An Irish wake is something unto itself. It might shock the non-Irish. It's a time for purging grudges and affections, a time for singing sad songs and settling old debts, for drinking oneself silly in the memory of the dear departed and generally having a rare old time.
The particular wake in Michael Stephens' bittersweet comedy "Our Father" brings together six Irish Protestant brothers to bid a not-so-fond farewell to dear old Da. They have an ax to grind. Maybe it's the one they always wanted to use on the old man, when he wasn't braining them with a frying pan or breaking brooms on them while they watched television. Or maybe it's the underlying affection they hate to show for a man they knew so little about and viewed from their six wide-ranging perspectives.
The back room at Gorky's Cafe in Hollywood passes favorably for the back room of the Irish pub where the wake, correctly, takes place, with the open coffin at one end and a beer can-littered bar at the other. The audience becomes the bereaved as the brothers take turns delivering their eulogies and finding the balance in their uneven memories of their father.
It's that balance, so sharply delineated in Ted J. Tobin's finely honed direction, that lights the bright glow emanating from this production. Stephens' writing is eccentric, vivid and searches out telling detail without spotlighting it. It is poetic and highly theatrical, and Tobin caresses its rhythms in his staging--rhythms alternately gentle and harsh and unexpected.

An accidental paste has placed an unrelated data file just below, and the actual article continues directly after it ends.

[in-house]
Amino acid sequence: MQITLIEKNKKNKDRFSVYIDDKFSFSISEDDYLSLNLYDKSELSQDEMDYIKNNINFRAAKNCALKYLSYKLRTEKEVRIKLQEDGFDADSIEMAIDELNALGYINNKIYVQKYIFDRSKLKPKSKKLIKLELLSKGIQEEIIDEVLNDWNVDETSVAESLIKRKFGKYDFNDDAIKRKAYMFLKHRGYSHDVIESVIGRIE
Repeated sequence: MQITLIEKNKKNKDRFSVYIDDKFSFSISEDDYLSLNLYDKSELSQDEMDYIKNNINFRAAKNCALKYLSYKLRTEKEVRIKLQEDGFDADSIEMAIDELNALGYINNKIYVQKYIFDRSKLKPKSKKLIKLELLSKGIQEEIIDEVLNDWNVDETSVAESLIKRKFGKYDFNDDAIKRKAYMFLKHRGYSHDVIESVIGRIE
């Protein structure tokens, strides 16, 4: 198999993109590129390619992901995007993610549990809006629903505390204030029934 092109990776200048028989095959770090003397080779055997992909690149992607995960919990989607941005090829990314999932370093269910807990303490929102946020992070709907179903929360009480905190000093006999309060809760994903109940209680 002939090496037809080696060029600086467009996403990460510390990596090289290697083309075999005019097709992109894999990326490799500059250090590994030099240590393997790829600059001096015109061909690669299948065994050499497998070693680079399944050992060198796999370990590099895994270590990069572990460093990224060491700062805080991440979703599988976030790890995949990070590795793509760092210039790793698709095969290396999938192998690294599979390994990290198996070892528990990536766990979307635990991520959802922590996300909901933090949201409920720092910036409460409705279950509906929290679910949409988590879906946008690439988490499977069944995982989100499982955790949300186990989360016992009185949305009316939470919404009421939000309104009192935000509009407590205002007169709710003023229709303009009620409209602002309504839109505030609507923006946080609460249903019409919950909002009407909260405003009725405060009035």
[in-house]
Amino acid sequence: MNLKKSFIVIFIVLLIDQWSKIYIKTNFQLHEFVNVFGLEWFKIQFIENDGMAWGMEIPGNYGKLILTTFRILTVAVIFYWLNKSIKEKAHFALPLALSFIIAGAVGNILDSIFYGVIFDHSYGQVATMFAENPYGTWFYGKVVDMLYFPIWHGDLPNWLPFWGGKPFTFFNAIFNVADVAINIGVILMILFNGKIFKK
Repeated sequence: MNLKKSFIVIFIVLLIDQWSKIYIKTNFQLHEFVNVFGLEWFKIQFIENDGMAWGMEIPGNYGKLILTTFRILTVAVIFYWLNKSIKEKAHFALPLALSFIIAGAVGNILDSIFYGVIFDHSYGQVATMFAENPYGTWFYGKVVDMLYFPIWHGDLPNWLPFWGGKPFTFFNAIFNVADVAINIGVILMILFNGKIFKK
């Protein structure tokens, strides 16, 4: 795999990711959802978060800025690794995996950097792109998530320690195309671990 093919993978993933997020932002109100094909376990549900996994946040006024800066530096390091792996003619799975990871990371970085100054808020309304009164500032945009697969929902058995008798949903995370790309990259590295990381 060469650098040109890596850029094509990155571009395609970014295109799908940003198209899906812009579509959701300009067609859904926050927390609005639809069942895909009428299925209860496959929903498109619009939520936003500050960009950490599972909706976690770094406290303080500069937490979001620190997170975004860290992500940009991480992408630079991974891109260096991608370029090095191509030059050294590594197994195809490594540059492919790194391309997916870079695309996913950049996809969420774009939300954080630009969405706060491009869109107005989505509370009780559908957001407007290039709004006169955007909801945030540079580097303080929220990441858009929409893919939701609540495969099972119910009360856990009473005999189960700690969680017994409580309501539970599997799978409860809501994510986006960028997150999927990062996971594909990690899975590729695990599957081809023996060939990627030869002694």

The six actors who become the brothers give a fine example of what ensemble acting is all about. The script is like a piece of music and that's how they play it. Andrew Davis is the solid, thoughtful Beaky; Stephen D. Faupel is Fats, whose nickname is self-explanatory; Larry G. Welch the volatile Psycho, who can never quite get his life together; Ken Ryan is the boozy Bones, who has to sober up so he can make it to his AA meeting; Richard Karn is the stammering Mumbles who hasn't the words to paint a picture of his Da but probably will try it with his brush; and Bartley Forsythe is the earringed youngest brother Oscar, whose distance in years from his father robs him of his brothers' fierceness.
"He was too small for a man his size," says Mumbles of the man who called his sons terrorists and communists. But they will never forget him--he was extraordinary and ordinary--and they will have their ale-flavored say about him.
In a little under an hour, "Our Father" gives a small glimpse, but a richly rewarding one, at the poetry and fire and emotional dichotomy of the Irish soul.
At 1716 N. Cahuenga Blvd., Hollywood; Saturdays & Sundays,7:30 p.m.; indefinitely. $10; information: (213) 463-6480.